The rearview mirror: do you hate car insurance? Blame Ben Franklin
Don’t look now, but the cost of auto insurance is about to rise. For 2022, expect the average annual cost of car insurance to rise 5% to $1,707 from $1,663 in 2021, according to ensure. Similarly, S&P Global Market Intelligence reports that a handful of companies are raising rates from 3% to almost 12%.
No one likes paying for car insurance, but it’s required by law and is a significant cost on top of your monthly car payment and all maintenance costs. Yet the origins of car insurance are almost as old as the country itself.
Thank you very much Benjamin Franklin
Auto insurance was created shortly after the first cars swallowed the unpaved streets of America. But it started as a result of fire insurance, an industry pioneered in the United States by Benjamin Franklin and the company he founded, The Philadelphia Contributionship.
At 18and Century, nothing frightened the townspeople more than the threat of a fire. Philadelphia has never known hell on the scale of 1666 Great Fire of LondonWhere Charleston fire of 1740, but the threat remained real. Franklin and his diary, The Pennsylvania Gazettecalled for the creation of fire brigades, the first of which was formed in 1736. Others followed, as did fire insurance.
In 1752, Franklin, business leaders, and area firefighters came together to form The Philadelphia Contributionship to insure homeowners against fires. Insured buildings had a metal marker on them, and insurance plates can still be seen on top of many colonial-era homes in Philadelphia.
Cutting-edge cars breed cutting-edge insurance
The concept of insurance has become an inescapable part of American life, and given that the first American automobiles, including the Duryea and the Pope-Hartford, originated in New England, it is only natural that auto insurance also be.
The first policy was the creation of Travelers insurance company., founded in 1864 in Hartford, Connecticut. Travelers were already purchasing a variety of insurance policies by the end of the 19th century, including horse and carriage liability coverage.
But the company is soon adding a new line of business. Gilbert L. Loomis, owner of the Loomis Automobile Co. of Westfield, Massachusetts, developed a steam-powered car in 1897. Automobiles back then were new and original, but so was their technology.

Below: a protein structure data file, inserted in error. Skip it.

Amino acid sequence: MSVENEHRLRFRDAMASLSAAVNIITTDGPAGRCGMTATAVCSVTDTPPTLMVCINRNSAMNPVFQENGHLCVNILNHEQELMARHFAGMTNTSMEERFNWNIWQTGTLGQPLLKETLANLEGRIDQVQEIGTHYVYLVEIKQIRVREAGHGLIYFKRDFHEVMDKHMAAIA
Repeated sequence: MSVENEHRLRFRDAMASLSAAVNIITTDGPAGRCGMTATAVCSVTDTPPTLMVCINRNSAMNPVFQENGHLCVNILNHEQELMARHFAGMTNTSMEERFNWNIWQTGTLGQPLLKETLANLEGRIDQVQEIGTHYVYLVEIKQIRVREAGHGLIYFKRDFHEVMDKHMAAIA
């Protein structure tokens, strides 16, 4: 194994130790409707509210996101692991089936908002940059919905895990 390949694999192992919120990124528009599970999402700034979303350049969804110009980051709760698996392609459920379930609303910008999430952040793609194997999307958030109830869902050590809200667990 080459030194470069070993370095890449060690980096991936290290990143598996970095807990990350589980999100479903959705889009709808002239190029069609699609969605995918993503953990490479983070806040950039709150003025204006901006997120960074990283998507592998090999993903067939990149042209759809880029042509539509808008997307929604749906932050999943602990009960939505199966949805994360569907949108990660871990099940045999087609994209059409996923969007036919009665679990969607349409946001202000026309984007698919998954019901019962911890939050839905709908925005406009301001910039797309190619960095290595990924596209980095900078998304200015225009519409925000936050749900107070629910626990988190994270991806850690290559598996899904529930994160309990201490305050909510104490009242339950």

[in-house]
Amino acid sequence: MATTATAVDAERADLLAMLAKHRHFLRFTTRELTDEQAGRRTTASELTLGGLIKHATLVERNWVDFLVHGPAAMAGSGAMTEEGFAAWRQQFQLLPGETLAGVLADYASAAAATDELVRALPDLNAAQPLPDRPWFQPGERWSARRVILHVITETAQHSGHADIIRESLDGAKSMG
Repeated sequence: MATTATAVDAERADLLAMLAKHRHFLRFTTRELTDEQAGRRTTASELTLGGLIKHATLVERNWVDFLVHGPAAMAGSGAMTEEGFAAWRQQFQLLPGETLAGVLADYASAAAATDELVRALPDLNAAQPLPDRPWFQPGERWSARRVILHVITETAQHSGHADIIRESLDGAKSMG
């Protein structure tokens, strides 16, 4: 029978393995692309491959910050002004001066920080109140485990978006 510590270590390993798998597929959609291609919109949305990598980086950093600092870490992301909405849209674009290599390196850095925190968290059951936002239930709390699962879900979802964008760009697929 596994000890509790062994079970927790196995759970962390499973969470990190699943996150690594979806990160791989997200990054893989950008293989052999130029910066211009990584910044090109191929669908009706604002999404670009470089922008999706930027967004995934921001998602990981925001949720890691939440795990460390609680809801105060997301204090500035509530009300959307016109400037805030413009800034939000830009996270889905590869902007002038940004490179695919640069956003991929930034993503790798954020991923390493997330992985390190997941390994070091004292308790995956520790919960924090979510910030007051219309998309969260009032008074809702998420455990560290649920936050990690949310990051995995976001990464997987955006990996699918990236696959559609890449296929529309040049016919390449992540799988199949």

Accidents are inevitable, as are the legal issues that accompany them. Flooded with legal troubles and looking for financial relief, Loomis asks Travelers Insurance to write a policy in case he hurts someone or something. The company did, but it’s written as a horse and carriage insurance policy – the idea of a car insurance policy is still new.
But Loomis set a precedent, and a year later, in February 1898, Travelers issued the first real automobile insurance policy to Dr. Truman Martin of Buffalo, NY.
Martin was a doctor when home visits were still common. He uses his car to visit his patients and worries about his potential liability in the event of an accident. The policy costs $12.25 and gives Martin $5,000 coverage in the event his car collides with a horse. Chances are good that he will. There were less than 4,000 cars in the United States at the time, but there were 18 million horsepower.
What happens next
Loomis never produces his steam car. By 1900 he had developed the Loomis Model No. 1, a 2-cylinder, two-passenger runabout which was not successful. Without his insurance policy, Loomis would be completely forgotten.
Other types of automobile insurance policies followed, including those against fire and theft, multi-line policies, and those offering collision and comprehensive coverage. It quickly became law for drivers to have it.
It started in 1925 when the state of Connecticut became the first state to require car owners to pay for any injury or property damage resulting from a car accident. But the law only requires drivers to prove their financial responsibility after their first accident. In contrast, the state of Massachusetts has gone further, requiring drivers to prove financial responsibility as a precondition to registering their car. This compulsory insurance law is something that we live now, because all states require it.
As for The Philadelphia Contributionship still existsand is the oldest fire insurance company in America.
So if you hate paying for insurance, just throw a raspberry at founding father Ben. It’s all his fault.